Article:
How to reduce and recycle plastic film waste

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how to reduce plastic film wasteAmy contacted me recently. She’s a real waste warrior and is doing brilliantly with reducing waste but still has a few annoying items left to deal with.

She writes…

“I would most like to know what I can do about:

  • Film lids found on yogurt or ricotta
  • Plastic labels that go around waitrose juice bottles
  • single use chocolate bar wrapper that can’t be recycled – bulk bought/baked doesn’t work for me, I have tried but I’m a glutton!!”

Keep checking local facilities

The first thing I’d suggest is to keep checking the Recycle Now database. Every month or two type in your postcode and check you are up to date the latest recycling facilities in your area.

For example, when I started my zero waste journey I could only recycle paper, tins and glass from the kerbside. Now I can recycle batteries, green waste, food waste, plastic bottles and textiles.

Also, I used to have to put Tetra Pak cartons in the bin. In recent years I’ve found a local recycling bank where I can recycle all of these cartons.

So the thing to remember is recycling facilities are changing all the time.

Plays swapsies

The other thing to remember is that local authorities offer different facilities to their residents. So perhaps there is a friend or family member you can swap items with!

One of my friends lives just 12 miles away but it under a different local authority. He can’t recycle Tetra Pak cartons. We meet up about once a month, so he brings his cartons to me and I add them to my collection. Likewise, he has access to plastic yogurt pots and fruit punnets recycling which I don’t. Off he goes with my old pots and punnets to put in his local bring bank.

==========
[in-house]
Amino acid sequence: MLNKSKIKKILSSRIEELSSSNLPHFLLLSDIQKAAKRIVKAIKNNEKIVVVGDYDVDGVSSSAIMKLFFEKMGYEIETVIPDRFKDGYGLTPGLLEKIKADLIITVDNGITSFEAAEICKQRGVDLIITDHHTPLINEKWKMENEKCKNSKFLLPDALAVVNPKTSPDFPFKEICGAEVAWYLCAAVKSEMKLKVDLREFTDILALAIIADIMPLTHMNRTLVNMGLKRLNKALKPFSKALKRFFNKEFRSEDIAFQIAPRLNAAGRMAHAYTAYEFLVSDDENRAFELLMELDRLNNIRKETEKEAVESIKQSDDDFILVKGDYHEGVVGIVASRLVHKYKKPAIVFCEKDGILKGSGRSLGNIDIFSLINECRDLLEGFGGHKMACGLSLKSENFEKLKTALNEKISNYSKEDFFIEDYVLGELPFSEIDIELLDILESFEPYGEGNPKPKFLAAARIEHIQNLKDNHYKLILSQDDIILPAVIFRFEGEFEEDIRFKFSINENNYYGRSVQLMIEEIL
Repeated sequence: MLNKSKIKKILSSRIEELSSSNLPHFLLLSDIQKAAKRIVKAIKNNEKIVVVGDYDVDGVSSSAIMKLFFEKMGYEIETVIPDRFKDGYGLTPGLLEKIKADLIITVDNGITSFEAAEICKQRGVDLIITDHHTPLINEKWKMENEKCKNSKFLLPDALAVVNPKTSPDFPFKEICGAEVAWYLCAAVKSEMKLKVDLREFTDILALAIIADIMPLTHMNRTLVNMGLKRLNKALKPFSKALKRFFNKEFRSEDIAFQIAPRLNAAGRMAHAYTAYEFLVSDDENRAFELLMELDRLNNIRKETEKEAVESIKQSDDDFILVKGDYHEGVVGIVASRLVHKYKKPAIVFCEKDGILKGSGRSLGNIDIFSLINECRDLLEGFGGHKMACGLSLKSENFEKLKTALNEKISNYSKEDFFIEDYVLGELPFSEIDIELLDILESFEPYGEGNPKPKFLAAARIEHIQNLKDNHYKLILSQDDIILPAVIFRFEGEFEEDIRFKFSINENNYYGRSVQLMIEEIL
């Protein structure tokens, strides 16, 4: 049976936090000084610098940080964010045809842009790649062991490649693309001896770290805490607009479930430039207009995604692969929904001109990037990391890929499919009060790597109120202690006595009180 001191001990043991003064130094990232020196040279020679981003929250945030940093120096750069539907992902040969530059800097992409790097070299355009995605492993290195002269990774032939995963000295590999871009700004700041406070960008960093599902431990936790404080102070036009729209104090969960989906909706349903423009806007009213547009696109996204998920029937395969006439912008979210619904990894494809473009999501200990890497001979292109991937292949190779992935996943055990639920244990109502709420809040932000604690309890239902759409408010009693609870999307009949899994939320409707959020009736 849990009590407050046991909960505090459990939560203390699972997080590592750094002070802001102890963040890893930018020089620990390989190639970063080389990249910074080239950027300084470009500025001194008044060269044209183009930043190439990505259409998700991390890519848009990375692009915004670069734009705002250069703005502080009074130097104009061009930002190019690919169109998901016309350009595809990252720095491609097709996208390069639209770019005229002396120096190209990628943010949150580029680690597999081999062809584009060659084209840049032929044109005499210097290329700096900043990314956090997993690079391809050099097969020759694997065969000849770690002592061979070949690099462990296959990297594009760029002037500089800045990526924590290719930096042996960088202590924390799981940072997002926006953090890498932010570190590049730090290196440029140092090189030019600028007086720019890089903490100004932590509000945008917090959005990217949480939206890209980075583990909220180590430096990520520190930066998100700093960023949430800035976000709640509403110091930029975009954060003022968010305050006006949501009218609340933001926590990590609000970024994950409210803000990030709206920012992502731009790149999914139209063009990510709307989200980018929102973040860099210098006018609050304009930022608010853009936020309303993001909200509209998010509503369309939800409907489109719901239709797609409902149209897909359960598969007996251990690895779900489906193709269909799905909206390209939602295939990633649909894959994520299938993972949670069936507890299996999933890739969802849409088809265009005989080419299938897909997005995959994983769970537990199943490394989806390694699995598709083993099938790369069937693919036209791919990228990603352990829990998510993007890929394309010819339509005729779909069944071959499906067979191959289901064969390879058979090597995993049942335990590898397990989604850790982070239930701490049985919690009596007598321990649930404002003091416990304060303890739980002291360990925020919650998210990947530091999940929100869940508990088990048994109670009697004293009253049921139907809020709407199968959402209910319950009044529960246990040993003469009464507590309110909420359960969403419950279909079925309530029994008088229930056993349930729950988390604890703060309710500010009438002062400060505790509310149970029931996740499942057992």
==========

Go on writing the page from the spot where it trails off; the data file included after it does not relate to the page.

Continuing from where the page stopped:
Yes, it’s most probably technically not ok to do this, but who’s looking? (oh, apart from all the county councils reading this blog – in which case – perhaps it’s time for some uniformity across the UK).

Local pre schools

One man’s trash can be another’s treasure. Ok, so this is only extended the use rather than dealing with the root issue, but materials like this can be wonderfully creative and become art materials for little fingers doing a ‘junk modelling’ project. Is there a local school or nursery that could make use of your materials for an environmental awareness project?

Artists

Grown up artists might love these materials too!

During Zero Waste Week 2015 artist Hong Dam – who has worked as Digital Artist on major Feature Films including: Babe Pig in the City, 10,000 BC and Gladiator – helped the residents of Hangleton make a mural from materials that might otherwise end up in the bin:

artist hong Dam recycled mural

Make your own

While I accept you don’t want to bake your own biscuits and cakes for fear of being zero waste, but not zero waist, you could try making your own yogurt!

It’s simple to make and should save you money too.

All you need is milk, a little of your old yogurt to get the new batch going and a thermos flask.

Google instructions and you’ll see how simple it is.

And incidentally, I have seen yogurt in glass jars with a foil lid. Expensive, but brilliant packaging.

Switch brands

For single use chocolate bar wrappers it might be a case of switching products.

For example a creme egg comes wrapped in just foil, smarties come in cardboard and I’ve seen small chocolate bars in my local co-op that are wrapped in paper and foil.

For the Waitrose juice bottles wrapped in plastic, is there an alternative? You might be able to buy a product in a Tetra Pak carton and recycle the carton. Or, if your budget allows, you could consider juicing – this is a brilliant way to use up fruits and vegetables that might otherwise be wasted AND, with a good quality juicer, you can make use of the peels and skins too. Plus you get much better nutrition from a freshly squeezed juice. Oh AND you can take advantage of reduce prices fruits and veggies from a local market! See if you can get a juicer for free with a community group like Freecycle or Freagle or add it to a wishlist for your next Birthday 😉